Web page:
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Hi all I read the msdn article about disposing objects in

now I'm really confused about this. consider this example

SPList List = SPContext.Current.Web.Lists["DemoList"];
SPListItem Item = List.GetItemById(ItemID);

is it ok to use this or better to use:

using (SPWeb web = SPContext.Current.Web)
                SPList List= web.Lists["DemoList"];
                SPListItem Item = List.GetItemById(ItemID);


or it makes no difference


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3 Answers 3

up vote 3 down vote accepted

You don't need to dispose of the SPWeb in this case as you didn't create it. You only need to dispose of an SPWeb object (and SPSite object) if you are responsible for instantiating the object.

So in the following instance you would need to call dispose (or have dispose automatically aclled using the "using" statement) as you were responsible for new-ing up the SPSite..

void CombiningCallsBestPractice()
    using (SPSite siteCollection = new SPSite(SPContext.Current.Web.Url))
        using (SPWeb web = siteCollection.OpenWeb())
            // Perform operations on site.
        } // SPWeb object web.Dispose() automatically called.
    }  // SPSite object siteCollection.Dispose() automatically called.

The "using" statement is equivalant to calling web.Dispose() at the end of the block, but is more readable and the disposal is less likely to be forgotten.

If you are worried about whether you have any undisposed objects in your SharePoint code I strongly recommend using SPDisposeCheck. This tool will analyse your assembly and point out all the places where you could have an undisposed object. It's great! :-)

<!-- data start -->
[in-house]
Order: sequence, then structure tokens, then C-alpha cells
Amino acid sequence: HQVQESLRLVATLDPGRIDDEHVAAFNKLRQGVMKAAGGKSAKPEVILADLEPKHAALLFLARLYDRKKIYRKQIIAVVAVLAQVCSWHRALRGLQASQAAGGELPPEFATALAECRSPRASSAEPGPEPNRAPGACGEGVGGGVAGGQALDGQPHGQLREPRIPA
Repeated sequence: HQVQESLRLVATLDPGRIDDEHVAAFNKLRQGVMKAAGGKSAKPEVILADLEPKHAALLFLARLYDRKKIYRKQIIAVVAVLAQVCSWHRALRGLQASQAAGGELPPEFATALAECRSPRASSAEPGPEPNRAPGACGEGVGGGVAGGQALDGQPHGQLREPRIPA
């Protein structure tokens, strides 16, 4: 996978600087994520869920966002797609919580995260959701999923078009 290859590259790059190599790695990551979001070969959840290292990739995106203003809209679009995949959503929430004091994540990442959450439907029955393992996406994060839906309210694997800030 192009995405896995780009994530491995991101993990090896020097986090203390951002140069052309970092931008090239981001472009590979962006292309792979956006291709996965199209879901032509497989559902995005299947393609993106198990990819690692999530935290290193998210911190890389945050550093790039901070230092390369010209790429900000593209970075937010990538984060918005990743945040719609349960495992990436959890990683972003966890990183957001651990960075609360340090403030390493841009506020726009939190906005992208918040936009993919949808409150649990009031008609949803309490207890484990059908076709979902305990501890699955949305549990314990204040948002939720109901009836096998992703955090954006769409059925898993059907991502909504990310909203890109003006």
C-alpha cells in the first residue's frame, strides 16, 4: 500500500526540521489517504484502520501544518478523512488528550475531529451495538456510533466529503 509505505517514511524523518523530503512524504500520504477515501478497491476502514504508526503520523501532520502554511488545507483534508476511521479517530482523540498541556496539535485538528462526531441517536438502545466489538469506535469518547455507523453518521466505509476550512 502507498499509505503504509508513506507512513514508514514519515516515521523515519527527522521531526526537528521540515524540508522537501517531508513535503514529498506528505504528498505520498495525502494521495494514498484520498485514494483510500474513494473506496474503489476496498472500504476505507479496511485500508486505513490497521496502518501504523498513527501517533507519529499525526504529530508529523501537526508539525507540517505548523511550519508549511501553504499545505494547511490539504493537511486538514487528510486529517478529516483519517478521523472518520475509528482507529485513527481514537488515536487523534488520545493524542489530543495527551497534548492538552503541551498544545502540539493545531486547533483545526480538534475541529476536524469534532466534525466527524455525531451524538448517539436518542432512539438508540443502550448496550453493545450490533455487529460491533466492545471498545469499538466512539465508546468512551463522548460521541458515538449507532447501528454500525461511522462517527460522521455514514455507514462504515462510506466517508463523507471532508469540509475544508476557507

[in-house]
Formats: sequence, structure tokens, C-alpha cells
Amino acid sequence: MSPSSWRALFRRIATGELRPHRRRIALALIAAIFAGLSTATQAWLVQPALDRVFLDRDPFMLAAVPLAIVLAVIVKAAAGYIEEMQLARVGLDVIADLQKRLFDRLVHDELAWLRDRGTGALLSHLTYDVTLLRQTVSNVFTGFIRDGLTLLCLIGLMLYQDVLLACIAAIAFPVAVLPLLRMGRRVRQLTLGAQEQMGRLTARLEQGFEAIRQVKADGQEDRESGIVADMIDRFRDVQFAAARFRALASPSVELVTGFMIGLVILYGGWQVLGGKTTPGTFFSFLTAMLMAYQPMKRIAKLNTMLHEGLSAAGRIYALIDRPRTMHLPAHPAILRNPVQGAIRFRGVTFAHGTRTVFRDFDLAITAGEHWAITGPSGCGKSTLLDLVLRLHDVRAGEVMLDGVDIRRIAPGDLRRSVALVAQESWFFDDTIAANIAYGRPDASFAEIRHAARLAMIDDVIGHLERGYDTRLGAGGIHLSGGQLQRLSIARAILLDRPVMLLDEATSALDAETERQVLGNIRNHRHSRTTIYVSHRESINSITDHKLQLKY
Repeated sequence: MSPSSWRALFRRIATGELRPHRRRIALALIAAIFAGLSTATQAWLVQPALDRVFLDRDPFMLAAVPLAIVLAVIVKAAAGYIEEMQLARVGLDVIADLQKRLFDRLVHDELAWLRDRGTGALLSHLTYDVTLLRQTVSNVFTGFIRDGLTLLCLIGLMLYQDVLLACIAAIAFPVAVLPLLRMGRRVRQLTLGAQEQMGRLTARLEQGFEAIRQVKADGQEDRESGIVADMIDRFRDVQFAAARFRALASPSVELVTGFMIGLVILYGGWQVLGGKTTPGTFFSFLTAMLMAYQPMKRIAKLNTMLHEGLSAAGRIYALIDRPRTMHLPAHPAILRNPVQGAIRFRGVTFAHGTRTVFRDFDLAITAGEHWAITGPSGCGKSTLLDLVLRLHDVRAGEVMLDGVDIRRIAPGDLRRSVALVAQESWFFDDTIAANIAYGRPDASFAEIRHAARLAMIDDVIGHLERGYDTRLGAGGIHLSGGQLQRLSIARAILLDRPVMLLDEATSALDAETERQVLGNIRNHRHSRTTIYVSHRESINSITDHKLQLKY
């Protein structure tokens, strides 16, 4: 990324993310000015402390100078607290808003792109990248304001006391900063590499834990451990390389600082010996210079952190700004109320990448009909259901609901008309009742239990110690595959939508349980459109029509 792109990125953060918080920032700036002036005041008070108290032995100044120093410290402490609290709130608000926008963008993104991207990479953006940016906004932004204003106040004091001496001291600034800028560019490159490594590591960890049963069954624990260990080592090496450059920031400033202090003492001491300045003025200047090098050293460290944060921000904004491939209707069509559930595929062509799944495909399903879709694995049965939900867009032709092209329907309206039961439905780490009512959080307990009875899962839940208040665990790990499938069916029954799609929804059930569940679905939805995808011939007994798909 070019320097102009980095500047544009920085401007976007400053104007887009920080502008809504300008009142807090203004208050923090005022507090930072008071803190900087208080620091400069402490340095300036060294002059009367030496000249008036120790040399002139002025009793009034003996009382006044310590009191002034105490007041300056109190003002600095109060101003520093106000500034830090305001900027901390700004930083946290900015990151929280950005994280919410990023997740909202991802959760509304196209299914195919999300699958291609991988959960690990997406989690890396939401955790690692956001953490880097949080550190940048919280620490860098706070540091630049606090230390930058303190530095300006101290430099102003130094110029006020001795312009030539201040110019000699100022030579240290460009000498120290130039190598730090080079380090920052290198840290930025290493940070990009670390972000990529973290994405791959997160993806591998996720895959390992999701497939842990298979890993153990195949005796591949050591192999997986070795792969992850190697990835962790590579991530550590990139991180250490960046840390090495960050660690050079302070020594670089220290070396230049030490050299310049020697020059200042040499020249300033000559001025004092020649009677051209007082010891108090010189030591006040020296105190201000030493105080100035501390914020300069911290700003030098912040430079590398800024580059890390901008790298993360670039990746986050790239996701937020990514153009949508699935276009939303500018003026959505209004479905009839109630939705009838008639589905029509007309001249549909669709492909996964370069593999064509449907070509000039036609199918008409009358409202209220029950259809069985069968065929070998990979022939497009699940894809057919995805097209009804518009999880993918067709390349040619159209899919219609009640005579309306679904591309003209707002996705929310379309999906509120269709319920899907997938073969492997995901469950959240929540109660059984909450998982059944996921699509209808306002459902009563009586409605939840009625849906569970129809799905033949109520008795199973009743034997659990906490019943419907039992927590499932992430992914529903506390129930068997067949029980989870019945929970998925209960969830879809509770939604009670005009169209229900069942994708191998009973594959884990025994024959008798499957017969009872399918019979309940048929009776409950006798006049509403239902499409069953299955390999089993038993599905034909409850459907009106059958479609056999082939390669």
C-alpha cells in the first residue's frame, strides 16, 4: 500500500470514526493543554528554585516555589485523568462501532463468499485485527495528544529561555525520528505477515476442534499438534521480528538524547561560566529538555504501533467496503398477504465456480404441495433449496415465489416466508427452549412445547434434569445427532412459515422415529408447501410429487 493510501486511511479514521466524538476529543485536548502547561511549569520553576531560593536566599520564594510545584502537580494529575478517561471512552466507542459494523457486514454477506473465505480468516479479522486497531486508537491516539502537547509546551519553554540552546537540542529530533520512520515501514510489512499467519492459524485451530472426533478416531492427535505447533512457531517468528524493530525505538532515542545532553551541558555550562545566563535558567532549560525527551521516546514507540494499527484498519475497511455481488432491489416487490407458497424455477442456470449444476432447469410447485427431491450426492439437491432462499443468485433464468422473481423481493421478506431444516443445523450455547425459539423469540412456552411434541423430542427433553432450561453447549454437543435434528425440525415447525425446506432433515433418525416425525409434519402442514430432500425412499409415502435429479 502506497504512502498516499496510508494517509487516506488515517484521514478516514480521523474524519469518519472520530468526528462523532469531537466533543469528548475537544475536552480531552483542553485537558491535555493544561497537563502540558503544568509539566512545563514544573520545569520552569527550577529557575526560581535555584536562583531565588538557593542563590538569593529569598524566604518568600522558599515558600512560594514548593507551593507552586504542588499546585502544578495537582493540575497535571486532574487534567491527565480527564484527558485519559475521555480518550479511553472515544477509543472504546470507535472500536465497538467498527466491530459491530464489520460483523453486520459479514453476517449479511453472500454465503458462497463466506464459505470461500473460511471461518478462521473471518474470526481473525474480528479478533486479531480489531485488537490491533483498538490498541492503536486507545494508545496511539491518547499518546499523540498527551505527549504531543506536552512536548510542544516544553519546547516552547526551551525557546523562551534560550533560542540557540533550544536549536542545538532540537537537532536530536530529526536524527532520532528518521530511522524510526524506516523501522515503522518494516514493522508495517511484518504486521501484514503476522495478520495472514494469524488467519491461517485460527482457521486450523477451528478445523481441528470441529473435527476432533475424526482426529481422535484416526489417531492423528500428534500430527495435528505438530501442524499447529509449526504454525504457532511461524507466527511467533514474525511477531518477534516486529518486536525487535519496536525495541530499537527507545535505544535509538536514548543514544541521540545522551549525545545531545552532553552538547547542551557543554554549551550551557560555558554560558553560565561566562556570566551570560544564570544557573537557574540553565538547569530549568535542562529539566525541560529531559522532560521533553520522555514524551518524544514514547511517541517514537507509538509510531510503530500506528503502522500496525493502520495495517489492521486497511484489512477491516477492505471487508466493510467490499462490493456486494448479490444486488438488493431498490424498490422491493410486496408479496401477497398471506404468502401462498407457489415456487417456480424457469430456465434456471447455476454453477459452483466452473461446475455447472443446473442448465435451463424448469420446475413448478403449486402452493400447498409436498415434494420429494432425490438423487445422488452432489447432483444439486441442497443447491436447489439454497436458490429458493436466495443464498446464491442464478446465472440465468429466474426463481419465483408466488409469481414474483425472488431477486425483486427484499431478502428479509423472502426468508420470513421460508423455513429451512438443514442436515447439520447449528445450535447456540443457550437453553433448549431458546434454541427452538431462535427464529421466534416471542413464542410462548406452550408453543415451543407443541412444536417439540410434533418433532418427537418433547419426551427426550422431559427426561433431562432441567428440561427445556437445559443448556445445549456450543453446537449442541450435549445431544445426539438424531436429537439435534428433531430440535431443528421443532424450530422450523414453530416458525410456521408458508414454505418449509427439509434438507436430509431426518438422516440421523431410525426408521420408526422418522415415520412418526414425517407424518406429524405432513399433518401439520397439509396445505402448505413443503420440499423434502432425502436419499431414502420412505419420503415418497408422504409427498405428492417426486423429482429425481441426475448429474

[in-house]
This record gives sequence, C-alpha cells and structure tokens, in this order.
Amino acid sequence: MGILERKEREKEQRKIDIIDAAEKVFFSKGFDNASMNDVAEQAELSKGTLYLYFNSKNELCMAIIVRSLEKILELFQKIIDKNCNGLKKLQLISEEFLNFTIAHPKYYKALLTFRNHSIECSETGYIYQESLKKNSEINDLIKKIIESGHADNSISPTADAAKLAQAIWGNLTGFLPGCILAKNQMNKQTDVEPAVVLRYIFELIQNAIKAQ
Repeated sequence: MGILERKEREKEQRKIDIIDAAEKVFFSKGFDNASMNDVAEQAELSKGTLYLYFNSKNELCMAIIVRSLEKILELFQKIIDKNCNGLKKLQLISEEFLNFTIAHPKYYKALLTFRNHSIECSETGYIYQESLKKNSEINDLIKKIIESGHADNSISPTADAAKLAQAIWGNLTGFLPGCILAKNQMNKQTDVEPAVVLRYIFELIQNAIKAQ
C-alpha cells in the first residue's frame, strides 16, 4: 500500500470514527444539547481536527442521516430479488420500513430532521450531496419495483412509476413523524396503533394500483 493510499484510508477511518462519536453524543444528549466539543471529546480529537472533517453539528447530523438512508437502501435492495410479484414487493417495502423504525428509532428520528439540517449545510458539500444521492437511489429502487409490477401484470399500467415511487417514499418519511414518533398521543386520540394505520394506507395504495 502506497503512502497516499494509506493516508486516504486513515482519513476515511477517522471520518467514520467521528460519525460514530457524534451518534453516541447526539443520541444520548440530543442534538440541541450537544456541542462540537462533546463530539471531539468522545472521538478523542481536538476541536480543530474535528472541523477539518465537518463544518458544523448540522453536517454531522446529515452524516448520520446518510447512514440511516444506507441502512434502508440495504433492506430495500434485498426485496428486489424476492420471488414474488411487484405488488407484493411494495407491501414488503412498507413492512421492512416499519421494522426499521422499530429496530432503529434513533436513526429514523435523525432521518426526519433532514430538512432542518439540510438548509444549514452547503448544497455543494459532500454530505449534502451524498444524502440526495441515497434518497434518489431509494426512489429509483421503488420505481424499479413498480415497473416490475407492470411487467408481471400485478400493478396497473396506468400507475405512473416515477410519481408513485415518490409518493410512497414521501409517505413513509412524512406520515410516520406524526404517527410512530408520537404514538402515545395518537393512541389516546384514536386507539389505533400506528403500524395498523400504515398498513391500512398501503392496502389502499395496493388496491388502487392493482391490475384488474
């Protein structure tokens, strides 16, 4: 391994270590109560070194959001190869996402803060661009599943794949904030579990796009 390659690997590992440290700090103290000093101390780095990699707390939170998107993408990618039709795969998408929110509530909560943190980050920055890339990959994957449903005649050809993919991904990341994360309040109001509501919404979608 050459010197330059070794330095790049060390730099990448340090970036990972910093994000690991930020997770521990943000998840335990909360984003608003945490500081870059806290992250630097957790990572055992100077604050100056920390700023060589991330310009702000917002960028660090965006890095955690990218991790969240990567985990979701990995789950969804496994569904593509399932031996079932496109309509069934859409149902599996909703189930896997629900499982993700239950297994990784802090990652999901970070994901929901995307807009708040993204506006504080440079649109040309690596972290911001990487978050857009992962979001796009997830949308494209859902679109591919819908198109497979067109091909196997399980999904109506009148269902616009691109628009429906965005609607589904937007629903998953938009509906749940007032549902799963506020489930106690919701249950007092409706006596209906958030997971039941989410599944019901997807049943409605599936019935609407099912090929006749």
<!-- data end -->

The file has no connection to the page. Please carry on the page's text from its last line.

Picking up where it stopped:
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I read a statement about SPWeb once, which said "SPWeb is like a cute girl - if it is not yours, don't touch it, if it's yours - take care of it".

So, if you created a new instance of SPWeb class, you have to dispose it. If you took it from somewhere else - the SPContext.Current object - leave it as is.

Oh, I found the post and it is a little different:

Dispose is like a pretty girl, if you see it, call it... but don't break rule #1. i.e. don't call a pretty girl that isn't confirmed unattached, .. if her large mammalian boyfriend finds out, he may knock your teeth out. This rule applies to general .NET as well.

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Just to be clear, since the link you reference is to SharePoint 2010... There are several changes between WSS 3.0 and SharePoint 2010 Foundations (essentially WSS 4.0), one of which is that you are no longer required to dispose of a SPWeb object, only the SPSite object when referenced from the SPSite in a using block. Seems to be a bit out of synch with the link you provided. I am not sure if that documentation is out of date or will be updated. However, I have heard the SPWeb not needing a dispose call several times. Not sure in what context that is true now after reading that article. Something that will be further expanded I assume as the release date approaches.

In regards to the code you reference above, it as others have said, since you have not created the object, you do not have to manage the object. In fact, if you get a SPSite (and SPWeb in WSS 3.0) from the SPContext object you will run into issues with SharePoint if you dispose of the object, since the SharePoint runtime instantiated it.

As mentioned above, SPDisposeChecker is a very useful tool. Roger Lamb also has a great article explaining Dispose best practices

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